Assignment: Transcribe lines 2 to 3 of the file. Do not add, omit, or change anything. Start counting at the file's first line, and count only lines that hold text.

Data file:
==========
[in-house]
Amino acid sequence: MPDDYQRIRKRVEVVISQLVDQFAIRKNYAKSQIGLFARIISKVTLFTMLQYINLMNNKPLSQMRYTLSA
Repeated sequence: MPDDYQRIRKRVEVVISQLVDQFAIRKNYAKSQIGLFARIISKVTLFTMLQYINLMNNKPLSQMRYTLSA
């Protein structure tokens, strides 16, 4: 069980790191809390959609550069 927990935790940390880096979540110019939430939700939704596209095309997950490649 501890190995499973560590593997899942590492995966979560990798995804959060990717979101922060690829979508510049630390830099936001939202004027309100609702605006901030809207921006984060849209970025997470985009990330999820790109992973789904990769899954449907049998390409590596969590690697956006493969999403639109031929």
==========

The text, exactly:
Amino acid sequence: MPDDYQRIRKRVEVVISQLVDQFAIRKNYAKSQIGLFARIISKVTLFTMLQYINLMNNKPLSQMRYTLSA
Repeated sequence: MPDDYQRIRKRVEVVISQLVDQFAIRKNYAKSQIGLFARIISKVTLFTMLQYINLMNNKPLSQMRYTLSA